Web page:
“In terms of what’s going on in America right now, I have definite opinions, and pretty passionate ones,” he says. “I see a lot of division, with extremists on both sides, but I think there’s a huge number of people who have opinions that fall right in the middle of all that. I’m one of them, and I hope that I can speak to those people and say, ‘Hey, it’s OK to be moderate about things; being radical doesn’t necessarily mean that you’re right about something. I try to take that point of view and bring it into our music. Let’s establish the fact that we all belong here, and then maybe we can work through our differences with a little more grace.”
Gift Horse stands as an unambiguous statement of belonging and persevering during these times—the record is as straightforward, and as resonant, as that. “I’ve been putting out records for 10 years now and I’ve made plenty of mistakes, Kellogg says. “They say you get one shot, but I don’t believe that for a second. You get as many shots as you’re willing to hang in there and go for. We’ve learned a lot, and that’s worth something to me. I’m trying to focus on the things that are real and within my grasp: the people who come to our shows and listen to the music, my kids and my wife and my friends.”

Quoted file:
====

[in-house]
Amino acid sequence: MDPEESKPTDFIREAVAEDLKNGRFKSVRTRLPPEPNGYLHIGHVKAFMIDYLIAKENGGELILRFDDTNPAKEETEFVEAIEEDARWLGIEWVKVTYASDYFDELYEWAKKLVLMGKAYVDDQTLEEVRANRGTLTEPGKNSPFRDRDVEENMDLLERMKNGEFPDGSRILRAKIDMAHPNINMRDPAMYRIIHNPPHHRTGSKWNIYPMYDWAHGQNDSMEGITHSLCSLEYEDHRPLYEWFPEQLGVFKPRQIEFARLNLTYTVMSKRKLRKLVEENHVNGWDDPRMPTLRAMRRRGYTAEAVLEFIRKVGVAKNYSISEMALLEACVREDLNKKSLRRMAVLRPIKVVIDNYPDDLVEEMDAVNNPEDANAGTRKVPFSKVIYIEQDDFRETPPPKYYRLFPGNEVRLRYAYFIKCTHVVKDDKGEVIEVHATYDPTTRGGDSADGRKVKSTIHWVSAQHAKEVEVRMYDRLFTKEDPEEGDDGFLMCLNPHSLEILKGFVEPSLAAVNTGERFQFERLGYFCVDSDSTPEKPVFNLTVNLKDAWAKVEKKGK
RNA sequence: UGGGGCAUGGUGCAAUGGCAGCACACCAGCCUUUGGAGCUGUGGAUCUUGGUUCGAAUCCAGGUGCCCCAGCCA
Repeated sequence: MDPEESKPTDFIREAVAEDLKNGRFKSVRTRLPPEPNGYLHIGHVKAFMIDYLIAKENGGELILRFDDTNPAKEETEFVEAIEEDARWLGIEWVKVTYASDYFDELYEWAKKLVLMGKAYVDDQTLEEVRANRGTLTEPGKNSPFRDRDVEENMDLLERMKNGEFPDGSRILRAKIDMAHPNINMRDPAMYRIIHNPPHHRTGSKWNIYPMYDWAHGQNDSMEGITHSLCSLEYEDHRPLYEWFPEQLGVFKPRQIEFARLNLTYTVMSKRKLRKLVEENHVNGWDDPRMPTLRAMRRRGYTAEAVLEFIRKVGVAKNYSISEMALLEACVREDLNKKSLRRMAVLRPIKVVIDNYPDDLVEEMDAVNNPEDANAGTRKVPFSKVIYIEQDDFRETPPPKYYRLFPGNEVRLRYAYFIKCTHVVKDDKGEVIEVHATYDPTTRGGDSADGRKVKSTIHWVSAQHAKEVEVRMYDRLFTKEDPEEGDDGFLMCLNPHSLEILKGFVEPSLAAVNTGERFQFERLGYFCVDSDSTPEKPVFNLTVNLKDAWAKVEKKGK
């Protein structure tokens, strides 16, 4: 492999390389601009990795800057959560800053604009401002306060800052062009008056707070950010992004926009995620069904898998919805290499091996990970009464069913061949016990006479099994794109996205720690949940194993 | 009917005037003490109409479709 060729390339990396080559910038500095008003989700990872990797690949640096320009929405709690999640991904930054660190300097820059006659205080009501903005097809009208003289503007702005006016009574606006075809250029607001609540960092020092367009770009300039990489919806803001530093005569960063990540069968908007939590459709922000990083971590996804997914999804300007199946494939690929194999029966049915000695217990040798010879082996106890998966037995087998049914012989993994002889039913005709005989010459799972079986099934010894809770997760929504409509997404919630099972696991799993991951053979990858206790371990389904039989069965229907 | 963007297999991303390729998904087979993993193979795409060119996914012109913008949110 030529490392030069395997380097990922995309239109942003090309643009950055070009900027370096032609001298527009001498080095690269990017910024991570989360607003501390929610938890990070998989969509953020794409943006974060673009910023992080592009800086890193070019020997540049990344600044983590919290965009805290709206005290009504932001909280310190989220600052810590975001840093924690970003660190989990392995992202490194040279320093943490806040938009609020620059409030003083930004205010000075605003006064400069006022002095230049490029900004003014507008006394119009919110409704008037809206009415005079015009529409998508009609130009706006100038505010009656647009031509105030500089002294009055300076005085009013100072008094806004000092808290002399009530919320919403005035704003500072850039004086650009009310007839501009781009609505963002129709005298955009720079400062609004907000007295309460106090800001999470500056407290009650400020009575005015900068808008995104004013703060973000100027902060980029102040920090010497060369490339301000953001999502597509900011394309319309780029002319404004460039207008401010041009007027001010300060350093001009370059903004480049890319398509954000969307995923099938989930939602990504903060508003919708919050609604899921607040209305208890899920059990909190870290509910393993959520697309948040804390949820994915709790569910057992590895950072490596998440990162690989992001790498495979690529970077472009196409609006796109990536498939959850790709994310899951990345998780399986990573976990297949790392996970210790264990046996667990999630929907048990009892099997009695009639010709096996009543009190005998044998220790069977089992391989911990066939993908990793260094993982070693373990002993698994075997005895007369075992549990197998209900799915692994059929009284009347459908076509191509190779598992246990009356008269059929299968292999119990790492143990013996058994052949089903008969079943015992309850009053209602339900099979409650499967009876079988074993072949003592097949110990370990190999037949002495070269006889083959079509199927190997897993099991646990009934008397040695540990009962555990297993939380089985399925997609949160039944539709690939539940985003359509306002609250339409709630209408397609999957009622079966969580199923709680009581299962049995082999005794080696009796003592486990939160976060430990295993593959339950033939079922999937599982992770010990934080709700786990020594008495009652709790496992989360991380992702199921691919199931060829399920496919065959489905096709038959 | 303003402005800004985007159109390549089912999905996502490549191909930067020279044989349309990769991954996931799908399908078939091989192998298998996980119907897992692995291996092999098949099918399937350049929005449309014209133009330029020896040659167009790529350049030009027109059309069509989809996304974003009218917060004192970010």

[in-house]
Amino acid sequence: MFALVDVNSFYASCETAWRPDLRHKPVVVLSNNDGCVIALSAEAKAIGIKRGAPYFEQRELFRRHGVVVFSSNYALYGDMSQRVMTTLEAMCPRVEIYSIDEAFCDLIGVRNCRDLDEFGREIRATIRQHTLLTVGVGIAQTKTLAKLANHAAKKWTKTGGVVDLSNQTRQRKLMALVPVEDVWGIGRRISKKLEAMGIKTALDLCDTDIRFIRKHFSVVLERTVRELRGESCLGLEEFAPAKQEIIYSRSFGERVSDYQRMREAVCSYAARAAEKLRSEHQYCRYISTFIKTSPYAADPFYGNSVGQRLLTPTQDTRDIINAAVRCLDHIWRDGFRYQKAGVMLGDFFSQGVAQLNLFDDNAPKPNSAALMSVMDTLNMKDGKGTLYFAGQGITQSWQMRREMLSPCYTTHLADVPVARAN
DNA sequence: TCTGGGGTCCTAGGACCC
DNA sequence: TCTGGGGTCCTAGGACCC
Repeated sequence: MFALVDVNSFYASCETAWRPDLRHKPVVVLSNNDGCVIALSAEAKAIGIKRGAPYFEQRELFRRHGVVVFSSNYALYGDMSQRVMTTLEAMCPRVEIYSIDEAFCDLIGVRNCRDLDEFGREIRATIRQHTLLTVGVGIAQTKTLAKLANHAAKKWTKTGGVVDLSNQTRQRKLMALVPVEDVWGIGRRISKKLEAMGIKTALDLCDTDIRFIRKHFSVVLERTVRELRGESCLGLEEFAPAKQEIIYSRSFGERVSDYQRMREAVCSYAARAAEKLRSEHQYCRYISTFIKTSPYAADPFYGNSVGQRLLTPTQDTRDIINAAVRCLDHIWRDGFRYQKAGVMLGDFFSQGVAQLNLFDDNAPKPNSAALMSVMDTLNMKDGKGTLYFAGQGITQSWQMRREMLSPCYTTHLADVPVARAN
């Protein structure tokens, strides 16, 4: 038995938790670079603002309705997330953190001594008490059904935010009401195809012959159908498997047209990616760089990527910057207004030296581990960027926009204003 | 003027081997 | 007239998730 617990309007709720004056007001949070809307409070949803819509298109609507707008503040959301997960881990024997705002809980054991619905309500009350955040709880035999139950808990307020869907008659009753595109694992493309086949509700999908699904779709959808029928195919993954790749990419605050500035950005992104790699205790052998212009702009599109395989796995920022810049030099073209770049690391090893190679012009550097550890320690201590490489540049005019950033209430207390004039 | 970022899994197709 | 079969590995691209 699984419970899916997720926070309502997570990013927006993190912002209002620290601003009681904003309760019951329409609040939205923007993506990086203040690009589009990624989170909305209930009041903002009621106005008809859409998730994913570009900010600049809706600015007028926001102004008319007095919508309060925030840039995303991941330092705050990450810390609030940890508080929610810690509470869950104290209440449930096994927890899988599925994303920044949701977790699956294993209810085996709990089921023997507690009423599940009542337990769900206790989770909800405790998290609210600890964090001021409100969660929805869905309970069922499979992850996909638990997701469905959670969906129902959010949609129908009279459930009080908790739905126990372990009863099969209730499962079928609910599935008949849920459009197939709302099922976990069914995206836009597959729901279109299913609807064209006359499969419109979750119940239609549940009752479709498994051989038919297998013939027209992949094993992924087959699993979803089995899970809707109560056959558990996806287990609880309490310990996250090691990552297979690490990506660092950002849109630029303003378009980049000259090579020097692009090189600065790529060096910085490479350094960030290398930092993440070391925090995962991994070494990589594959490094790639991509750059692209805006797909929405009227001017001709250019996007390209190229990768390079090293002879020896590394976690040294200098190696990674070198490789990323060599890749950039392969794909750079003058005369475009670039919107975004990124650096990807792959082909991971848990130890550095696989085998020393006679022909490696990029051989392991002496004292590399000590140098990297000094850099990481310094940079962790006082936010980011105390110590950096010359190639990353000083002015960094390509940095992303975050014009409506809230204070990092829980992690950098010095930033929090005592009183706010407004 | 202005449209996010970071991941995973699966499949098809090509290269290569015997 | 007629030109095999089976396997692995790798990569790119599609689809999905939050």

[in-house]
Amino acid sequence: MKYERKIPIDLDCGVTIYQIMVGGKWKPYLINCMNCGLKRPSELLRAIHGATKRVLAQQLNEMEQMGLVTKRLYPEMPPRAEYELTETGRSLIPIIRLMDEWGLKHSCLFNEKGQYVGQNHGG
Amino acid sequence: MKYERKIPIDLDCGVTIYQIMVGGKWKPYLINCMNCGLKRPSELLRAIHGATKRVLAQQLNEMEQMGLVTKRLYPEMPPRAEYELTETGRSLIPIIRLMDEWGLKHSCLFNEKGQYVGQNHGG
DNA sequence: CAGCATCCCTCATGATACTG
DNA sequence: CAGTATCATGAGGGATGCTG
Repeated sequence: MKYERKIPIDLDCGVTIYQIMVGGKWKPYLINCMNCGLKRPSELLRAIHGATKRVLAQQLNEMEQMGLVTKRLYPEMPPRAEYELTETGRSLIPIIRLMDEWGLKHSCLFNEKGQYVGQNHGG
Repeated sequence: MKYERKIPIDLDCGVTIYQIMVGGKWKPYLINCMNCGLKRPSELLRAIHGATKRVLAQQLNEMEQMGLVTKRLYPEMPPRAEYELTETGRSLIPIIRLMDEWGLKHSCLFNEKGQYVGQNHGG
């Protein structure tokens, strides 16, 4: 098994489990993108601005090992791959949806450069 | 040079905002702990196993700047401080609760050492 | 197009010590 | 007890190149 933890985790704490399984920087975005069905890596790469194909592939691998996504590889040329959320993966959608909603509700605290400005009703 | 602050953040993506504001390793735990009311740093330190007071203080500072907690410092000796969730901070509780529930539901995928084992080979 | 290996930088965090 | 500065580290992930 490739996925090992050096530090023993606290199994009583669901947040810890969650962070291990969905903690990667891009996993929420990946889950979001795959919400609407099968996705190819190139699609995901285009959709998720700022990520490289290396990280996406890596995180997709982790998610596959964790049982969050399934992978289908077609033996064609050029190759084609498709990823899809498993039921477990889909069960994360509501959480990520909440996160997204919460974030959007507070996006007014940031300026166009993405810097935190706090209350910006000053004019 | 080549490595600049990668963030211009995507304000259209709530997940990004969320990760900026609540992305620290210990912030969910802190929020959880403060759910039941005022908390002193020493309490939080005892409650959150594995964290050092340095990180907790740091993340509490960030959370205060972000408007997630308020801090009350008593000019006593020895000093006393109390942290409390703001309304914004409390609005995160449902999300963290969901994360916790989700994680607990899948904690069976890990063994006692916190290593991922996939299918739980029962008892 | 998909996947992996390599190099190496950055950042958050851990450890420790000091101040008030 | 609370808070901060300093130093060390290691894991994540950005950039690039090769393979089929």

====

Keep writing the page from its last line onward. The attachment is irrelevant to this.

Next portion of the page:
There’s nothing hidden or tentative about Kellogg’s music or the values he stands for. If you’ve been itching to crank up some bracing, timeless rock & roll that speaks to these values loudly and proudly, then Gift Horse is exactly what you’ve been waiting for.
04.29.12 Mike Farris
In music there are those special artists that seem to transcend genre and defycategorization. From time to time one hears a voice that can stop you dead in your tracks and shake your very foundation to the core. Mike Farris is that artist and he has that voice.
Mike Farris continues to amaze audiences whenever he plays solo or with any one of his different configurations from the stripped down Cumberland Saints to the full 9 piece Roseland Rhythm Revue. His voice connects and mesmerizes in such a way that it doesn’t matter if the songs are his own compositions or ones sung 200 years ago. As Mike puts it “this music - it’s so beyond us, we only perpetuate it. We are just cooks in the kitchen.” If so Mike Farris is one “cook” with an immediate voice.
03.11.12 Ryan Montbleau Band